Blair heard Jim's frightened cry at the loss of contact, and Blair cried out too, a miserable echo of Jim's pain and fear. He clamped both hands down on the steering wheel and held on with all his might. He would just push it all away, damn it. Jim needs you, man. You need him. Now stop screwing around and help him.
It didn't work at all, as badly as he wanted it to. Instead of taking Jim in his arms and gently pulling him up, whispering to him that they were safe, and in no time at all they would be warm and dry too, and most importantly, ah god, Jim, there would be no more pain -- Instead of doing any of the things he wanted, he just kept sitting there, shuddering with helpless reaction. Hoarse, angry sounds came from his mouth, dry sobs that seemed to take the last of his waning strength with them.
Blair hated himself then, he hated his weakness, but his anger only made him weaker still. He felt Jim moving, but he couldn't turn his head to see. He couldn't do anything but sit there, locked rigid with grief, too lost in Jim's pain as well as his own to find his way out again.
Jim's head pressed hard against his thigh, then against his stomach. Springs squeaked in sullen protest as Jim slowly and painfully shifted his weight on the bench seat, moving with the stiffness of obvious agony. Blair was finally able to gasp angrily between the sobs, "I'm OK, Jim, I'm OK. Just -- need a minute -- here."
Jim didn't stop. His hand reached Blair's thigh, bearing down heavily, trembling with strain as he tried to push himself up. His head was against Blair's sternum, and when Blair finally looked down at him, panting in the fruitless effort to calm himself, he saw Jim had managed to get his legs pulled under himself on the seat, and was almost kneeling beside him. "Jim," Blair moaned, "please lie still."
He let go of the steering wheel at last, patting awkwardly at Jim's shoulders and then drawing back, afraid to touch him more, badly as he was still shaking. "Jim, please," he begged, furious with himself. The one thing Jim needed from him was his touch, and he couldn't even give Jim that. "Please don't try to move."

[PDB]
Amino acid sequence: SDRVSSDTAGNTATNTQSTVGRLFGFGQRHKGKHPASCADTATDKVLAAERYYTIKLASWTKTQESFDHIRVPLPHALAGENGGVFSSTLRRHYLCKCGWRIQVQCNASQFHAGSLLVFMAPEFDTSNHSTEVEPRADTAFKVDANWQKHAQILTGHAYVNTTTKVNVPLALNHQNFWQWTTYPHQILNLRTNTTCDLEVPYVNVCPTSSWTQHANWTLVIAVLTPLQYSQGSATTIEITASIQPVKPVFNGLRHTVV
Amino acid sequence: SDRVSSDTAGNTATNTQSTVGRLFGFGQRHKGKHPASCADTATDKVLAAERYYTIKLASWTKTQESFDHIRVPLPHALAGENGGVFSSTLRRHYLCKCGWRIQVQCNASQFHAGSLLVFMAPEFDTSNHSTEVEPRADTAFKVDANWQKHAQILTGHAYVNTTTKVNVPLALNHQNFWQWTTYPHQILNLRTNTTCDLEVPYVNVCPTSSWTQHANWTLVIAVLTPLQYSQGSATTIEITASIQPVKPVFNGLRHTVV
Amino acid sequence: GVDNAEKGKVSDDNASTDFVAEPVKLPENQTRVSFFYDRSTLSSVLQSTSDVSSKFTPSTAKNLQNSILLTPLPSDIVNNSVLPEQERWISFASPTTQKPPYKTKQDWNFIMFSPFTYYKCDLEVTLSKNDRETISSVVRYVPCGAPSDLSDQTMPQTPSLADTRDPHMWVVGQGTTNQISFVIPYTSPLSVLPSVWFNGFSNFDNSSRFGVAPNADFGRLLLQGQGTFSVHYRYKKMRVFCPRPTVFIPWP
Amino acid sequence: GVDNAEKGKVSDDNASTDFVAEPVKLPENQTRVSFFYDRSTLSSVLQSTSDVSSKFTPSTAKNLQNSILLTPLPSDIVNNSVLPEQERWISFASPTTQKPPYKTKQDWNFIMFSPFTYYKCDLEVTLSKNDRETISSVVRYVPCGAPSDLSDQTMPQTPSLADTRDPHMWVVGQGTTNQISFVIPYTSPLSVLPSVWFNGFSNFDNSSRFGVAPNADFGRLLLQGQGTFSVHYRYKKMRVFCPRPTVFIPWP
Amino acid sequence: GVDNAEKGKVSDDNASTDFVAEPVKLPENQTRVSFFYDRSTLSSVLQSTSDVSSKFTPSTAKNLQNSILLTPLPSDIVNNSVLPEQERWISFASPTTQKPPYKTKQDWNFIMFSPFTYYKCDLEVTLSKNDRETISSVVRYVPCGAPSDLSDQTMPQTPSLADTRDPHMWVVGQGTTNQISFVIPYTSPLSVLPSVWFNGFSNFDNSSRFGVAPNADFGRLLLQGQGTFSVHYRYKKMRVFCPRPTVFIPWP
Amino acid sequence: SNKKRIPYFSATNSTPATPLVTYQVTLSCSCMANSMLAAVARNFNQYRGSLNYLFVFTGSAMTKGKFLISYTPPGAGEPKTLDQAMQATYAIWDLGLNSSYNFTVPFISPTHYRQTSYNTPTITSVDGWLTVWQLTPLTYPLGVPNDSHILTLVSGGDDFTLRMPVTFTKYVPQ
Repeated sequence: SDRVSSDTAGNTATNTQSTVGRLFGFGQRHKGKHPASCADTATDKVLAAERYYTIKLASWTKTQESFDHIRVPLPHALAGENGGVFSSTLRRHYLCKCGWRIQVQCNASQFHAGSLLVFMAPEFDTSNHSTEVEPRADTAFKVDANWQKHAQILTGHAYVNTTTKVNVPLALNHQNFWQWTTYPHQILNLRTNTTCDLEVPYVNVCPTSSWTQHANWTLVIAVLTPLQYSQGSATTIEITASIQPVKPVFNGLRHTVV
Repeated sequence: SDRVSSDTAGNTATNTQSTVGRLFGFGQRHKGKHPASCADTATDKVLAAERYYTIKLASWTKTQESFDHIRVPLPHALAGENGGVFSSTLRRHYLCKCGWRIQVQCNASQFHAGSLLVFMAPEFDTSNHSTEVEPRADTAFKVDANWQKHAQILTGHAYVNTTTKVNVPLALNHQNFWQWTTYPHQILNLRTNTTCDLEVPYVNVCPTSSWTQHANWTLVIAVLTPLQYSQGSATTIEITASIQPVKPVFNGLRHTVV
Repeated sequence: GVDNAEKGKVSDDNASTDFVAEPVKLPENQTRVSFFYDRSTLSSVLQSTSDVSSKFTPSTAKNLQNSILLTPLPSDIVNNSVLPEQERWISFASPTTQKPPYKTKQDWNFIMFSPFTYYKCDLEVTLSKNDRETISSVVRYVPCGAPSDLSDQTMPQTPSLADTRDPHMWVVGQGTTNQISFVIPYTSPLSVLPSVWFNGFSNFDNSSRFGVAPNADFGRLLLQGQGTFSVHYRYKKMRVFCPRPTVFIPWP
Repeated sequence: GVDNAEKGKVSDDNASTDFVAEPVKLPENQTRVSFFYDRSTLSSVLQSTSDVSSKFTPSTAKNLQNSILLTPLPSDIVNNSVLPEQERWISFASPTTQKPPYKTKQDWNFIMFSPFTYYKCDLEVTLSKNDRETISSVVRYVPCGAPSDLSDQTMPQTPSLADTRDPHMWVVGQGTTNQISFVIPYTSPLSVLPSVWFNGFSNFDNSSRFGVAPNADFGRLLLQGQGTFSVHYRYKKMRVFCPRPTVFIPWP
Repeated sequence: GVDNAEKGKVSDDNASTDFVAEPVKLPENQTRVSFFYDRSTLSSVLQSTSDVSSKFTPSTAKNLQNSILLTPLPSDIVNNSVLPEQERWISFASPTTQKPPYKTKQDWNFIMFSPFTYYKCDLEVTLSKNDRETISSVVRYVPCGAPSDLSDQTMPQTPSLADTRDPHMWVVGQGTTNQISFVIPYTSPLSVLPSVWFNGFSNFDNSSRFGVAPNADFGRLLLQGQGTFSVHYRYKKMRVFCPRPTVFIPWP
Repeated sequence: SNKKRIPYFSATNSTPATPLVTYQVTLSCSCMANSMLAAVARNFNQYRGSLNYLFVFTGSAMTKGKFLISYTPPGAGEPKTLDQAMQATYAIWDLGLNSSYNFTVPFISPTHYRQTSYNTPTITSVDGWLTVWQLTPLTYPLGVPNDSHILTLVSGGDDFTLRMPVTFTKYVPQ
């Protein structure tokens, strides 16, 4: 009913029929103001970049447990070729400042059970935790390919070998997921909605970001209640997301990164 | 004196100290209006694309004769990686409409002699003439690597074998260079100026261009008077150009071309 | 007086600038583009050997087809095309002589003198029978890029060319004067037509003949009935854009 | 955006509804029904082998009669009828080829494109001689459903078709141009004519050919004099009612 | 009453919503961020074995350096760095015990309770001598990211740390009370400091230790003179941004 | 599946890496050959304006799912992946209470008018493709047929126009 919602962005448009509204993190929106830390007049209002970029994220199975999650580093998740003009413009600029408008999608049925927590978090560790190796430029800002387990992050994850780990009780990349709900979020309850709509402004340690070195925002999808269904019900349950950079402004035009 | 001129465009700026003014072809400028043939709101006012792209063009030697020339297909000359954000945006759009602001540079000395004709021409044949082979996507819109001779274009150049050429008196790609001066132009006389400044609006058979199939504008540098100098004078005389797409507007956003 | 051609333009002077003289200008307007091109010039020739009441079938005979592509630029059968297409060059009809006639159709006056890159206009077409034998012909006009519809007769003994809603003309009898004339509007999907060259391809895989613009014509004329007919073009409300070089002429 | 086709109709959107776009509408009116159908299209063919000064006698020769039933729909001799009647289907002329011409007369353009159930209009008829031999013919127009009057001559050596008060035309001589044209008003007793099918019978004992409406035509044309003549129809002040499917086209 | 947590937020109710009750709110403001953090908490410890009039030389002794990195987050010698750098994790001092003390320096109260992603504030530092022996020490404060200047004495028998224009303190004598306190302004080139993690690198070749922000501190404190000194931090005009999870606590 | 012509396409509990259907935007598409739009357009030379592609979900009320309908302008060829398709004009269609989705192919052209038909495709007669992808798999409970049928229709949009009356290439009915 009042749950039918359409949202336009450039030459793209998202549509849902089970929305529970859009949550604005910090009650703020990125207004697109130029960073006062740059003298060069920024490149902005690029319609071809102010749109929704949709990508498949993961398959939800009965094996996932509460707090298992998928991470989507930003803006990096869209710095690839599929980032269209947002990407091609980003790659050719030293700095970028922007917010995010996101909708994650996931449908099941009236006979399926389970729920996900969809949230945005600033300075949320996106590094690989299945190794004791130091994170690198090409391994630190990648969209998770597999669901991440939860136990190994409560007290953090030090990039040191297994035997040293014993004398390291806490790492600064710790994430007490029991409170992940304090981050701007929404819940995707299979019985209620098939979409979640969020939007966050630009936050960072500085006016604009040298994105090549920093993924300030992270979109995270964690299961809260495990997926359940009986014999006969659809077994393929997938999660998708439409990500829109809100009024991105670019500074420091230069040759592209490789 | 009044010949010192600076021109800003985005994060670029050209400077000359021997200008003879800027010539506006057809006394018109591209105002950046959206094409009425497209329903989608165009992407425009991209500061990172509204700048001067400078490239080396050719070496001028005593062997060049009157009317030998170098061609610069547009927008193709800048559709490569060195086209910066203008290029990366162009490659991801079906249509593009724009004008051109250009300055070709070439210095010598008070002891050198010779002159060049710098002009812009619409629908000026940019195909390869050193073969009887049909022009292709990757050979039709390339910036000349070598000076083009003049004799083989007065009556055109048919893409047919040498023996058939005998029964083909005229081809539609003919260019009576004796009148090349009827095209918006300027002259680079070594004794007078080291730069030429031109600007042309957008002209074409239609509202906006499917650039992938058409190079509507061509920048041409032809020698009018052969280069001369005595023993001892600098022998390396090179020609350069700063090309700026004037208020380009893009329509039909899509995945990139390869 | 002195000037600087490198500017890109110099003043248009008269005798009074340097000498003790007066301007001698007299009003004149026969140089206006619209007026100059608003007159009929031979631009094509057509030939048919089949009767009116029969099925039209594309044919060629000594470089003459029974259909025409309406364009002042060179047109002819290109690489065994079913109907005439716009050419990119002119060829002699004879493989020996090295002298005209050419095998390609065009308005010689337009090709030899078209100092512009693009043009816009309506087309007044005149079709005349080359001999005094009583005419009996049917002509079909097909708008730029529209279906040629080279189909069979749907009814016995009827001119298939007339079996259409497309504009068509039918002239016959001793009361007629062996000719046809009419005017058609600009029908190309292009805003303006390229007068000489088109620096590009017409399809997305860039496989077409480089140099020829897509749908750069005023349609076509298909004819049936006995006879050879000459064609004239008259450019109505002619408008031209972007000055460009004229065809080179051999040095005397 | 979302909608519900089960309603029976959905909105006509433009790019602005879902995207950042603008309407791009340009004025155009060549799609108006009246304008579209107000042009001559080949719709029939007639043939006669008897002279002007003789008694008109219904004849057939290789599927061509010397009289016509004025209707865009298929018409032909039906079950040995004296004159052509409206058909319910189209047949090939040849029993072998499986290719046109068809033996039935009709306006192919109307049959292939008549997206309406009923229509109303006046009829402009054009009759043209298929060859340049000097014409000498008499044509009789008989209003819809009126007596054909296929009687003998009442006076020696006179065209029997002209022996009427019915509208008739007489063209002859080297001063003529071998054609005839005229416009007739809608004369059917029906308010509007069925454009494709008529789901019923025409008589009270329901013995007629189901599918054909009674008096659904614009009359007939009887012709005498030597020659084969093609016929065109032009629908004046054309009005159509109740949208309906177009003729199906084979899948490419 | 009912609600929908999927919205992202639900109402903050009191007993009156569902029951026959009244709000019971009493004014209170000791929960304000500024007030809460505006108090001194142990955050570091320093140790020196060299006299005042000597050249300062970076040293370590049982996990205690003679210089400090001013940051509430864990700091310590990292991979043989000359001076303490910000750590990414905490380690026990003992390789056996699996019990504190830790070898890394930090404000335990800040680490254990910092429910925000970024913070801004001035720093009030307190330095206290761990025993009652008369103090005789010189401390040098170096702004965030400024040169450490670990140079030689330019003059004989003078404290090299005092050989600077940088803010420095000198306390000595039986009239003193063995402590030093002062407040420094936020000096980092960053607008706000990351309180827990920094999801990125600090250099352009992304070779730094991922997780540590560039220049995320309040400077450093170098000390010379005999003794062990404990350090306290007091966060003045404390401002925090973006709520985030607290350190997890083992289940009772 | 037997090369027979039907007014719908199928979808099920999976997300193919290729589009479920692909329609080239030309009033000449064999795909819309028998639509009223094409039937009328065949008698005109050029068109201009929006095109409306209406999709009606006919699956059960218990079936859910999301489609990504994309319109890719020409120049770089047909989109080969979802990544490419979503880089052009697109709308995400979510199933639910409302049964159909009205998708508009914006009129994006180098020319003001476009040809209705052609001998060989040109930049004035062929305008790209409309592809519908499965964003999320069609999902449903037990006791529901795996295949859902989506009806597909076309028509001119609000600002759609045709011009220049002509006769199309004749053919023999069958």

Instead, Jim's hand came up and spread against Blair's chest, leaning harder than ever against his friend's solidity once he was no longer supporting himself with both hands. Breathing noisily with the effort, he reached Blair's shoulder and latched on, using his grip there to drag himself up until he was face to face with Blair at last.
Helpless in his grief, Blair looked into Jim's sad blue eyes from such a close distance and found it still hurt, as much as it ever had. The pain would never go away. He would carry it the rest of his life, long after the marks on Jim's face and body were gone. Blair would always remember that Jim had suffered alone, and it would always hurt, just like this. And he did not know how he could bear it.
"Jim --" he breathed, shaking with exhaustion and grief, and then broke off because he couldn't go on. He couldn't tell Jim the truth, but Jim was watching him carefully, waiting for him to speak. He was breathing hard with the effort of kneeling beside him, getting as close as he could to Blair with the last of his strength. His hands were heavy on Blair's shoulders, his forearms flat across Blair's chest and pressing down a little too hard.
Jim waited, and Blair panicked for the first time that night. "It's OK," he lied. "Jim, we made it."
Jim flinched from the lie as if from a blow, and Blair cried out, heartsick, "I'm sorry! Oh, Jim, please, I'm sorry." Hold him and tell him the truth, Sandburg, that's all you have to do now, and you can't even manage that much anymore, can you?
Oh, Jim, Please help me, Jim. Please come back to me.
Oh, Jim,he mourned, though he didn't speak the words out loud. I want to take your pain away. I don't want you to hurt anymore, and I'm not strong enough for that. I'm not strong enough, and I wouldn't know how to do it, even if I had the strength.
Please help me, Jim. Please come back to me.
As if he had spoken out loud, Jim drew closer, his bruised face grave. Kneeling up on the seat until his head was a little above Blair's, he pulled Blair into his embrace carefully, moving one hand to the back of Blair's head to press his forehead gently against his own cheek when Blair hesitated.
Blair drew a harsh breath, but he couldn't get the first word out, even though he needed absolution so desperately. He didn't have the right to ask, not now, not while Jim was still hurting so badly. He shook as Jim eased the other arm around his shoulders and drew him forward, until his back was no longer against the seat, and he was resting all his weight against Jim's chest. Blair still hadn't managed to speak, and part of his soul wondered if he ever would again. Mute at a time like this -- what good was having a voice at all?
Then Jim spoke for him. "Chief," he murmured in a voice so soft and low Blair imagined he could feel his very bones thrumming from the vibration. "Chief," he said again, more softly. Blair shook helplessly in his arms. He wanted to hold Jim too, he needed to so badly, but he was afraid. In the dingy motel's parking lot, the sun warming the interior of the car and revealing every hurt on Jim's body to Blair's miserable gaze, it seemed to Blair he did not have the right.
"You listen to me, Chief," Jim rasped out, his voice slow and ruined.
"Hush, Jim," Blair pleaded, shaking with the effort of speaking gently through his emotions. "Don't try to talk."
"But I want you to know this," he insisted with a determination that sounded so much like Jim, save for the thread of fragility woven through it.